Planned expansion of existing Jebel Ali sewage treatment plant will more than double capacity
- Second phase of Jebel Ali sewage treatment plant will increase capacity by 375,000 cubic metres a day
- Dubai Municipality has issed a pre-tender document outlining project
- Construction contract will contain an option for one-year operation and maintenance of facility
Dubai Municipality is planning to more than double the capacity of the existing Jebel Ali sewage treatment plant (STP), which will increase the total capacity to 675,000 cubic metres a day (cm/d),
The municipality has issued a pre-tender briefing document for the Jebel Ali STP second phase, which sets out plans to increase the capacity of the existing 300,000 cm/d Jebel Ali plant phase 1 by 375,000 cm/d, bringing the total capacity of the site to 675,000 cm/d.
The Phase 2 project will utilise the existing infrastructure and roads that serve the first phase. Phase 2 will use some of the existing facilities serving phase 1, such as the mosque, administration building, labour accommodation and associated facilities. The Jebel Ali STP facility is located on a 670 hectare site to the south of the Jebel Ali-Lahbab Road and to the east of Emirates Road.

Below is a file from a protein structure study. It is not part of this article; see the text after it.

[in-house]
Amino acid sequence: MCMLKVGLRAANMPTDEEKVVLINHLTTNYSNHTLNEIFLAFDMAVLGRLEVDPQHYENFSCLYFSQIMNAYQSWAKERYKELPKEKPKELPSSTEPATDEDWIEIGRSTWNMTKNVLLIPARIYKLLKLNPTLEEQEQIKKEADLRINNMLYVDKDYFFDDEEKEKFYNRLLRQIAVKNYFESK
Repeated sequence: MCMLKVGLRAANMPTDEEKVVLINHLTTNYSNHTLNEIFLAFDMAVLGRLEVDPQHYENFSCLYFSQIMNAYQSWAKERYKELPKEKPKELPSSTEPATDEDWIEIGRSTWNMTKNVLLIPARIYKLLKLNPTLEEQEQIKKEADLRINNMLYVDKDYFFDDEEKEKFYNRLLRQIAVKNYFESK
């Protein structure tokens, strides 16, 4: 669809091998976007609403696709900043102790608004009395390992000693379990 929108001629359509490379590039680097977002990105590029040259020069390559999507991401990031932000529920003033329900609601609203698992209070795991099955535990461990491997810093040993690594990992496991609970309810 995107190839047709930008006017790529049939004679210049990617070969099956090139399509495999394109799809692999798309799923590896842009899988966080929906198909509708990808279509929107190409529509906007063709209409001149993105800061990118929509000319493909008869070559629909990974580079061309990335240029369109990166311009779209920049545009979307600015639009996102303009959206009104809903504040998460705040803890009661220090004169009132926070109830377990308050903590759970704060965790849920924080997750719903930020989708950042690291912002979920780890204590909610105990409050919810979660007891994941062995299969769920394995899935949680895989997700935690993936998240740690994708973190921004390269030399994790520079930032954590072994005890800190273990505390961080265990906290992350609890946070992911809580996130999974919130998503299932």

The construction contract will include a provisional option for one year operation and maintenance (O&M) of the entire STP, phases 1 and 2.
Contractors will be required to submit tender proposals in three parts. The first part will be the prequalification proposal, the second stage the technical proposal and the third stage the commercial proposal.
Dubai Municipalitys decision to move ahead with plans to more than double the capacity of the Jebel Ali sewage site is part of its efforts to expand and upgrade Dubais wastewater network.
MEED reported in December that the municipality is planning to build a deep-sewer tunnel and network in the Deira area of the emirate, similar to the Strategic Tunnel Enhancement Programme (STEP) under way in Abu Dhabi.
Plans for the project are still in the very early stages of development, with feasibility studies yet to be completed. As a result, details on the size and capacity of the planned tunnel and network have not been finalised, but, according to sources interested in the scheme, the tunnel will be a significant undertaking for the municipality.
Following the completion of initial studies, MEED understands that the municipality will tender a preliminary engineering contract for the project, which will involve providing about 30 per cent of the design for the scheme.